Meet The USS England: The Warship That Sent The Most Submarines To The Ocean Floor
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Here are a few things to keep in mind: For nearly 73 years, the USS England has set a record for most submarines sunk by a single ship. This record remains unbroken.
Destroyer escorts were the US Navy's economic ships during World War II. Destroyer escorts were developed as smaller and cheaper alternatives to Navy destroyers and were not designed to be used in a naval battle like their larger brothers. Instead, it was their bleak but vital duty to escort convoys of slow merchant ships across the ocean.
However, the world record for the sinking of submarines does not belong to a destroyer or aircraft carrier, but to a humble destroyer escort. The USS England sank six Japanese submarines in only 12 days in May 1944.
At first glance, the England (named after John England, a sailor killed in Pearl Harbor) was not an impressive ship. The England was a Buckley-class destroyer escort, had a crew of 186, and weighed 1,400 tons or about a quarter less than a Fletcher-class destroyer. Only three 3-inch guns were used instead of a destroyer's 5-inch guns, a dozen anti-aircraft guns instead of about 20 on a Fletcher, and three torpedo tubes instead of 10. But as will be seen, the English resisted anti-submarine weapons, including two deep-loading stations that rolled deep-loads from the stern of the ship, and eight K-guns that fired deep-loads at 150 meters. There was also a deadly 24-barrel hedgehog submarine defense mortar designed by the UK. The hedgehog fired shells that looked like potato masher; Unlike deep charges that exploded at a preset depth and disrupted sonar contact, hedgehog grenades only exploded when they hit a hard surface like a submarine hull.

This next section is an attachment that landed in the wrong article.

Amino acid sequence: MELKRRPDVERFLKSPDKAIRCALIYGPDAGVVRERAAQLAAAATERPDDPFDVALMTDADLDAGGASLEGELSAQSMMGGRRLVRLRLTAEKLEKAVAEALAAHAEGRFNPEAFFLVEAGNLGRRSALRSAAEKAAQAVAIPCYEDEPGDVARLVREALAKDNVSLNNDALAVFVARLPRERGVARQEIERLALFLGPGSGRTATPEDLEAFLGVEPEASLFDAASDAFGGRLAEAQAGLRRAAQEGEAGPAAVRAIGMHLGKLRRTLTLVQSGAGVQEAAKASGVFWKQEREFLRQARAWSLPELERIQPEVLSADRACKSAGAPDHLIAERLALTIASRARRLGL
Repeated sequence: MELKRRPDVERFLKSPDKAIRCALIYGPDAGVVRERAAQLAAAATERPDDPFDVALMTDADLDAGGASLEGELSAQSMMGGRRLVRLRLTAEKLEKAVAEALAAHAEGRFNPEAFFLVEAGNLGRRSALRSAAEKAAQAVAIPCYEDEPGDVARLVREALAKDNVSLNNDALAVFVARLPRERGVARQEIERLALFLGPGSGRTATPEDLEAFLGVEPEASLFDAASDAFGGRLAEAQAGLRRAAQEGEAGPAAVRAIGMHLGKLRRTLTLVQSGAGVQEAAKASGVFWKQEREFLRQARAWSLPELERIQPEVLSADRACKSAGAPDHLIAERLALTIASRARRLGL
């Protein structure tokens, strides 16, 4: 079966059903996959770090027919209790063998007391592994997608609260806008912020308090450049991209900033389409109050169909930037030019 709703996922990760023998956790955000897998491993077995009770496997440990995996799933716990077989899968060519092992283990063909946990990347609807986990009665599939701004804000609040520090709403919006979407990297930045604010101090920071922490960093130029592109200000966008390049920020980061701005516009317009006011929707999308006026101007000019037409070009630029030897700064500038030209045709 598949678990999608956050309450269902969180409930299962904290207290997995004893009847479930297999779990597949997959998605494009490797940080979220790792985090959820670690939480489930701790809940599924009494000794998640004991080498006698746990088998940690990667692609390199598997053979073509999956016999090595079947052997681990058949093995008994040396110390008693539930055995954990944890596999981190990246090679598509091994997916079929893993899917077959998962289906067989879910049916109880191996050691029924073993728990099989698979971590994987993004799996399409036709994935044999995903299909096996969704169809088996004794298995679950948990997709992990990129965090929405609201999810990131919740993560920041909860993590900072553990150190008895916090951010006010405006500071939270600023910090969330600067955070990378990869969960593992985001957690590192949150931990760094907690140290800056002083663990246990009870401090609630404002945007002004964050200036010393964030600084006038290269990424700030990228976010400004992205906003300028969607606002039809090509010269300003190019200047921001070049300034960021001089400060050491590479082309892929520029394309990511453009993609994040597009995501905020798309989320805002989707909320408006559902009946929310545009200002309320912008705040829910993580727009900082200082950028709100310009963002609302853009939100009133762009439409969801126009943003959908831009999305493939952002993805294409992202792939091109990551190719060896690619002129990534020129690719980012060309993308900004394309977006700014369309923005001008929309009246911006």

The Saga of England began on May 18, 1944, when England and two other destroyer escorts were ordered to find a Japanese submarine that was reportedly heading for the Solomon Islands in the South Pacific. In the afternoon of May 19, English sonar discovered submarine I-16.